Plan your Trip
Gradient 0.2 – 0.8m
Timings Walk 40 mins Cycle 15 mins
Points of Interest
Swan View Station
Swan View Tunnel (built 1896)
John Forrest National Park
In 1854 Greenmount was established as a convict station for working on the York Road, convicts worked at the granite quarry at the foot of Greenmount Hill in the 1870's to supply the Eastern Railway line with ballast. Settlement began around the railway station in 1885 when the Railway Department ran excursion trains to Greenmount. The First World War in 1914 prompted the Commonwealth government to commandeer Black boy Hill estate as an army training camp. Over 32000 men were trained at Blackboy Hill with 10 awarded the Victoria Cross medals. A war memorial was built at the site of the Blackboy Hill training camp in 1951 and still remains today.
Captain Hugh Throssell a Gallipoli hero was the first West Australian to be awarded the Victoria Cross and settled in Greenmount with his wife Katherine Prichard. Katherine was also a significant presence in this area as a pioneer in Australian literature and her cottage was set up as an art gallery and writers workshop after her passing.
Swan View was identified by C.Y. O'Connor as an alternative route running parallel to the Jane Brook line to alleviate the problems encountered on the down ward trip near Boya which had step gradients and sharp curves and was known as "Cape Horn'.
Swan View tunnel is the earliest railway tunnel in West Australian's history, O'Connor designed the 340m Swan View Tunnel to overcome a granite barrier formed by a fold in the Darling Range. The granite through which it was bored was fractured and highly unstable, resulting in internal rock falls, so it was lined with bricks. The construction of the line was a major engineering project, a vast amount of rubble was moved to construct embankments, along with intensive blasting and digging using only picks and shovels, dynamite and horsepower.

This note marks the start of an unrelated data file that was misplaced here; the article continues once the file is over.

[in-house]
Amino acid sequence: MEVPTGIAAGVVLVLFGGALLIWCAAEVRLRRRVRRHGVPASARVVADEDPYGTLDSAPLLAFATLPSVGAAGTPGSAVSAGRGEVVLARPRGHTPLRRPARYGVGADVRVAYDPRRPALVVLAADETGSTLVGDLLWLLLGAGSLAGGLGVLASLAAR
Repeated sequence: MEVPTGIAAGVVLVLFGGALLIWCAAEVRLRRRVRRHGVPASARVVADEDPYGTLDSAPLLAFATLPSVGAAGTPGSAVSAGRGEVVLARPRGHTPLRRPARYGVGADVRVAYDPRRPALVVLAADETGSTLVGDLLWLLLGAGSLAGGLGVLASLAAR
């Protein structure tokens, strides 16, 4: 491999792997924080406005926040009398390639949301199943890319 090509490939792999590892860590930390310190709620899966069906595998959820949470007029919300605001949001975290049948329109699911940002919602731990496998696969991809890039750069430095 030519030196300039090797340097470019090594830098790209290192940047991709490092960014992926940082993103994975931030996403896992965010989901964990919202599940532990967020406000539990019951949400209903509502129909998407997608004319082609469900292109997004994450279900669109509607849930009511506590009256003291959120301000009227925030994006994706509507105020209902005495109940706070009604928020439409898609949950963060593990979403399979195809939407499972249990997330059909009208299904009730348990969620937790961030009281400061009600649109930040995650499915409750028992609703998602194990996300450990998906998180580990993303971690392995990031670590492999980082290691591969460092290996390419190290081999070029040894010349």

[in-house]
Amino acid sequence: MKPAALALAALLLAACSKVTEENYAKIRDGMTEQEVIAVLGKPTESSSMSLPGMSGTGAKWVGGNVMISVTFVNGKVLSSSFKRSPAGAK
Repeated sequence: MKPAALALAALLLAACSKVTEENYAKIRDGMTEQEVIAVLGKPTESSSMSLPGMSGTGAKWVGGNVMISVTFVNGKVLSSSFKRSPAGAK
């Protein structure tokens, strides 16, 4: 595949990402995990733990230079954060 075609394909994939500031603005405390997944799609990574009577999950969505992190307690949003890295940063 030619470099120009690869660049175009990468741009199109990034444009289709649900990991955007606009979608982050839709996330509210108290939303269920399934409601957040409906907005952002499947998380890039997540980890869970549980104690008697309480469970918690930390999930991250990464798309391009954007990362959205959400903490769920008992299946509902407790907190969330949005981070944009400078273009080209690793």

The new line was opened on 1 July 1896, however, poor ventilation, heat and noxious fumes from the locomotives within the tunnel sometimes led to drivers and firemen being overcome with the first recorded driver death in 1942 from carbon monoxide poisoning. This forced the government to find a suitable deviation line which was built around the tunnel in 1945, which was used by the 'up trains', while the 'down' trains continued to use the tunnel. The tunnel ceased to be used for rail traffic after the new Avon Valley rail route was opened in 1966.
Today the bed of the former railway line is composed of clay and loose pea gravel with scatterings of blue metal, evidence of its former use as a railway line. The tunnel remains in a fair condition with a heavy layer of soot on the ceiling.
After Swan View the line ascends East through natural bushland, steep ravines and waterfalls and into John Forrest National Park which was declared a conservation reserve in 1947. The reserve has 3 wooden railway bridges, Jane Brook Bridge, Deep Creek Bridge and Hovea Falls Bridge all which span Jane Brook waterway.